Mount Vernon Trail’s new Bridge 12 celebrates opening
The National Park Service (NPS), the Friends of the Mount Vernon Trail and local politicians came together on National Public Lands Day — Saturday, Sept. 24 — to celebrate the opening of the new Bridge 12 along the Mount Vernon Trail near Fort Hunt Park.
The original bridge and adjoining trail sections, known for frequent bike mishaps, had been eyed for safety improvements for decades. According to an environmental assessment from 2001, initial safety improvements made in the early 1990’s hadn’t stopped accidents from happening, so the NPS proposed design changes to the bridge and the “steep, sharp curved approaches” on both ends of it.
The opportunity to make those changes finally came with funding allocated in fiscal year 2018 from the Virginia Department of Transportation’s (VDOT) Six-Year Improvement Program. As part of the $650,000 capital project, NPS — together with VDOT and the Federal Highway Administration — relocated and rebuilt the bridge, widening it from eight to 14 feet, replacing outdated chain railings, and resurfacing the trail from Waynewood Boulevard to Fort Hunt Road. Relocating the bridge enabled the park service to eliminate some of the harrowing trail curves and steep ascents and descents leading to and from the bridge.
Describing the Mount Vernon Trail as an asset to the community, State Senator Scott Surovell said the trail needs additional capital money for upkeep, but it’s not NPS’ fault the funding isn’t readily available.
“Securing little improvements like this are big achievements,” he said.
Surovell added that he’s been talking with NPS and Mount Vernon District Supervisor Dan Storck about how to go about securing capital funding for improving and potentially widening the trail between Old Town Alexandria and Mount Vernon to make it safer for all users. He noted that Arlington County recently got state funding to do the same between Old Town and Key Bridge in Arlington.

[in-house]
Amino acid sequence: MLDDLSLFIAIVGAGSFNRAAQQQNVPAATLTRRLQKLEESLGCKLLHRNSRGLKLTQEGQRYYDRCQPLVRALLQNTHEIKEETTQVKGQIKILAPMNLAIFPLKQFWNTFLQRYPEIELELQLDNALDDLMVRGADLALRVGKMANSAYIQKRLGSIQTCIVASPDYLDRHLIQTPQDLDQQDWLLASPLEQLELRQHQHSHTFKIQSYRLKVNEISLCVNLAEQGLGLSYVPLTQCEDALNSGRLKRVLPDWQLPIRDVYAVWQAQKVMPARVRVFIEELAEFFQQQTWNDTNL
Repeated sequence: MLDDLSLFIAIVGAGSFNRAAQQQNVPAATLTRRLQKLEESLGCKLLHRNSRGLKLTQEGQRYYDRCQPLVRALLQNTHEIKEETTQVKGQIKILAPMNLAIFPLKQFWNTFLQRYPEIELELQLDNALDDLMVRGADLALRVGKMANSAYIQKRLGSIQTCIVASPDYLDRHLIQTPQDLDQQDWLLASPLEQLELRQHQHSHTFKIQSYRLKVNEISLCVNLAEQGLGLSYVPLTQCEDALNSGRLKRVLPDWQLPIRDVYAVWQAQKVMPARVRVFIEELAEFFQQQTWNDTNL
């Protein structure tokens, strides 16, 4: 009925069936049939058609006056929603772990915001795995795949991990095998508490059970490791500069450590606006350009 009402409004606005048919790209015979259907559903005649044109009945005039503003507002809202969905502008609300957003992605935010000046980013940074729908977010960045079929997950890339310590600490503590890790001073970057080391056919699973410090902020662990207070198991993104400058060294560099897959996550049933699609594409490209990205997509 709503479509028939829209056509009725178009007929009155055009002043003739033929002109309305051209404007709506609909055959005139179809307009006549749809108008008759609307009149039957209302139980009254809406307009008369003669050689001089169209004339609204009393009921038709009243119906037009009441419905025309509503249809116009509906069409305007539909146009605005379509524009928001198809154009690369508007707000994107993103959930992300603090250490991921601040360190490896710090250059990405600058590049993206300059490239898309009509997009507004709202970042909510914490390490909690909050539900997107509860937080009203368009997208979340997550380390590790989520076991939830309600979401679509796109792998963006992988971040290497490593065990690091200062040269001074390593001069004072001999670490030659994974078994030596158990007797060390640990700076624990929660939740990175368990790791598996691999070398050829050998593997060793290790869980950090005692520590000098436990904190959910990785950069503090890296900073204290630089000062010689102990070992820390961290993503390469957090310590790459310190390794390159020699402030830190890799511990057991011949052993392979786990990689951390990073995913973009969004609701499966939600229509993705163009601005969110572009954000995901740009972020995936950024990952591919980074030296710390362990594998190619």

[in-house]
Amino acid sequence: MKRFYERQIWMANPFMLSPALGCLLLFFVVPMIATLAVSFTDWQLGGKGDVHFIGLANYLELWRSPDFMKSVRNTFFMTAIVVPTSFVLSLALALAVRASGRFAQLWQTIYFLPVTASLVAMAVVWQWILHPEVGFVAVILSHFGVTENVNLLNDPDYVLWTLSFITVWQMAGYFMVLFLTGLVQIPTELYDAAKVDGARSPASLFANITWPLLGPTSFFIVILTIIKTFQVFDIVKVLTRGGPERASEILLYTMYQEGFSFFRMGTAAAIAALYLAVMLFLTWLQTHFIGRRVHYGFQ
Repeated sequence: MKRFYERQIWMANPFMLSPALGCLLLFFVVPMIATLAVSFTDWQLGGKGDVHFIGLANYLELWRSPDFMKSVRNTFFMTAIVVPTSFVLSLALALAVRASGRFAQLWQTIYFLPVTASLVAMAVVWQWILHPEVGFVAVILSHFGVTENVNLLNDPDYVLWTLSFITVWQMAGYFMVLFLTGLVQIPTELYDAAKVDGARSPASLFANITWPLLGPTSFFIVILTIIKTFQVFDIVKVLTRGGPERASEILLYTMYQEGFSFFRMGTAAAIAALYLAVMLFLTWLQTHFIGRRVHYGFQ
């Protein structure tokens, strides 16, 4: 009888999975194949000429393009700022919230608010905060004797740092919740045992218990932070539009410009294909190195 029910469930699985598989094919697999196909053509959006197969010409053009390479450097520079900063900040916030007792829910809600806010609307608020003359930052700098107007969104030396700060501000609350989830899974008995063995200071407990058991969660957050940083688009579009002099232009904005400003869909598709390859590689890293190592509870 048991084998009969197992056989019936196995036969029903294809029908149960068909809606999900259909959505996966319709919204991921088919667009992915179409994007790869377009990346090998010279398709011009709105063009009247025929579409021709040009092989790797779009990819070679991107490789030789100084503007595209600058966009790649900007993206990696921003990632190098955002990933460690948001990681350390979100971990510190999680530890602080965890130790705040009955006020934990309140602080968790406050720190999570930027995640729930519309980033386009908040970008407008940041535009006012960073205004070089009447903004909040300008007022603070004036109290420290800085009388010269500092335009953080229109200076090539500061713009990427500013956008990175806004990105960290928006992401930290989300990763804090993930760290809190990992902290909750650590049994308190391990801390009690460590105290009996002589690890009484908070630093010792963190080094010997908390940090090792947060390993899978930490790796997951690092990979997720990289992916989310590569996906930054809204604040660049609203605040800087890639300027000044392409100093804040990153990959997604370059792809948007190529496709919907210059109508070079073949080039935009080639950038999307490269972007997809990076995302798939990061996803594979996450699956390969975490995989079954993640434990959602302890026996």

Storck, who joined Surovell in biking to the ribbon cutting, credited Charles Cuvelier, NPS’ superintendent of the George Washington Memorial Parkway, with his ability to help secure funding and his overall outreach to the community over the past few years.
“We haven’t that had that level of engagement since I’ve been a supervisor and maybe even before that,” said Storck. “Just by being part of the community — engaging, listening and looking for ways to make a difference — that’s huge for all of us.”
For his part, Cuvelier highlighted the new bridge’s design specs and thanked various community partners for their involvement in making and keeping the trail safe.
“It all happens because everybody has a voice in it,” he said.
Cuvelier added that the Friends of the Mount Vernon Trail’s volunteer trail clearing and bridge pressure-washing activities make a big difference for trail users.
“It doesn’t seem like much when you think about it, but in reality, that’s the thing that touches the user the most,” he said.
Volunteers from the Friends group joined the ribbon cutting ceremony after clearing tree debris between Belle Haven Park and Bridge 12.
“The trail is only as good as the people that show up and care about it,” said Judd Isbell, president of Friends of the Mount Vernon Trail.
To date this year, the Friends group has held 40 events and logged 1,600 volunteer hours, said Isbell. Trail volunteers are out almost every Saturday, and their goal is to reach 2,000 volunteer hours by the end of 2022.
Now that the Bridge 12 project is complete, the concrete barriers creating a temporary pedestrian and cyclist travel lane along the southbound George Washington Memorial Parkway have been removed.
The NPS’ next planned improvements along the southern end of the Mount Vernon Trail are the replacement of Bridges 23 and 24, which are located between Belle Haven Road and Tulane Drive.
Great to read an update and see progress on such a widely-enjoyed public asset, the park and especially the trail there. Thanks Erika for the update and to everyone who has volunteered!